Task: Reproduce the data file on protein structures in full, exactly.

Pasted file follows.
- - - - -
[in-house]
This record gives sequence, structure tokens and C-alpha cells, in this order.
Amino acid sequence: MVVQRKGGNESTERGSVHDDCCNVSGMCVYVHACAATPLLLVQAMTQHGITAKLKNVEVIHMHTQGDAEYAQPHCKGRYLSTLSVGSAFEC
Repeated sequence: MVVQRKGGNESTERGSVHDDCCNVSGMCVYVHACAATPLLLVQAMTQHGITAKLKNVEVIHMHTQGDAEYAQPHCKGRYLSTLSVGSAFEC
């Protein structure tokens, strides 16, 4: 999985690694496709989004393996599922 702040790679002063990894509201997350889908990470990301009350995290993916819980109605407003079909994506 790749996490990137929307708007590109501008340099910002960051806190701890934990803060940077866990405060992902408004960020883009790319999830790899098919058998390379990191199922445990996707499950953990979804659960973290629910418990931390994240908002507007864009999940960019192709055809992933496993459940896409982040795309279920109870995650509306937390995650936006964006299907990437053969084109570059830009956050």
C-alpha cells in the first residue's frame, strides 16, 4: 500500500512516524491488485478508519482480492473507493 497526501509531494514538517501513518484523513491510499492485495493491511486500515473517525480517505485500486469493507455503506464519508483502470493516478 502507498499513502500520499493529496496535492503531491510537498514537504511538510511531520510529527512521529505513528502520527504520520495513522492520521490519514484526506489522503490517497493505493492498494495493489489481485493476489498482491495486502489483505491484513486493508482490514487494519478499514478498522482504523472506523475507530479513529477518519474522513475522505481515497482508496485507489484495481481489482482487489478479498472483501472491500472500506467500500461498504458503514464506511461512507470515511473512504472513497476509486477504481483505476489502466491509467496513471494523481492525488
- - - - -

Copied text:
[in-house]
This record gives sequence, structure tokens and C-alpha cells, in this order.
Amino acid sequence: MVVQRKGGNESTERGSVHDDCCNVSGMCVYVHACAATPLLLVQAMTQHGITAKLKNVEVIHMHTQGDAEYAQPHCKGRYLSTLSVGSAFEC
Repeated sequence: MVVQRKGGNESTERGSVHDDCCNVSGMCVYVHACAATPLLLVQAMTQHGITAKLKNVEVIHMHTQGDAEYAQPHCKGRYLSTLSVGSAFEC
């Protein structure tokens, strides 16, 4: 999985690694496709989004393996599922 702040790679002063990894509201997350889908990470990301009350995290993916819980109605407003079909994506 790749996490990137929307708007590109501008340099910002960051806190701890934990803060940077866990405060992902408004960020883009790319999830790899098919058998390379990191199922445990996707499950953990979804659960973290629910418990931390994240908002507007864009999940960019192709055809992933496993459940896409982040795309279920109870995650509306937390995650936006964006299907990437053969084109570059830009956050």
C-alpha cells in the first residue's frame, strides 16, 4: 500500500512516524491488485478508519482480492473507493 497526501509531494514538517501513518484523513491510499492485495493491511486500515473517525480517505485500486469493507455503506464519508483502470493516478 502507498499513502500520499493529496496535492503531491510537498514537504511538510511531520510529527512521529505513528502520527504520520495513522492520521490519514484526506489522503490517497493505493492498494495493489489481485493476489498482491495486502489483505491484513486493508482490514487494519478499514478498522482504523472506523475507530479513529477518519474522513475522505481515497482508496485507489484495481481489482482487489478479498472483501472491500472500506467500500461498504458503514464506511461512507470515511473512504472513497476509486477504481483505476489502466491509467496513471494523481492525488